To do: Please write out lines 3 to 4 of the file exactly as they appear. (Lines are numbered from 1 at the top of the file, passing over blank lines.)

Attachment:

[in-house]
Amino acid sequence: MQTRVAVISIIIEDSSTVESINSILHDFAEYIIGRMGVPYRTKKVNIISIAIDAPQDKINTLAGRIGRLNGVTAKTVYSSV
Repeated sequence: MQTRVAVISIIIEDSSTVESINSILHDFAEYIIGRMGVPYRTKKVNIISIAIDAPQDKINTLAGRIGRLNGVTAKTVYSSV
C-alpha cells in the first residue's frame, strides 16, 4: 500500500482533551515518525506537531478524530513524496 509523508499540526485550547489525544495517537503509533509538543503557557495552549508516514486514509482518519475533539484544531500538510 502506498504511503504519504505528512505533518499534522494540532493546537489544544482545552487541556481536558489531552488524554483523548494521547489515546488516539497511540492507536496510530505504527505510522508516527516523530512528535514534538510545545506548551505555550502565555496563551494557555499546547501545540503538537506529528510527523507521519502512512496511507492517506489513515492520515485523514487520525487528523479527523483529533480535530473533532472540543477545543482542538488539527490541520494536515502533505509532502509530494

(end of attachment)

Repeated sequence: MQTRVAVISIIIEDSSTVESINSILHDFAEYIIGRMGVPYRTKKVNIISIAIDAPQDKINTLAGRIGRLNGVTAKTVYSSV
C-alpha cells in the first residue's frame, strides 16, 4: 500500500482533551515518525506537531478524530513524496 509523508499540526485550547489525544495517537503509533509538543503557557495552549508516514486514509482518519475533539484544531500538510 502506498504511503504519504505528512505533518499534522494540532493546537489544544482545552487541556481536558489531552488524554483523548494521547489515546488516539497511540492507536496510530505504527505510522508516527516523530512528535514534538510545545506548551505555550502565555496563551494557555499546547501545540503538537506529528510527523507521519502512512496511507492517506489513515492520515485523514487520525487528523479527523483529533480535530473533532472540543477545543482542538488539527490541520494536515502533505509532502509530494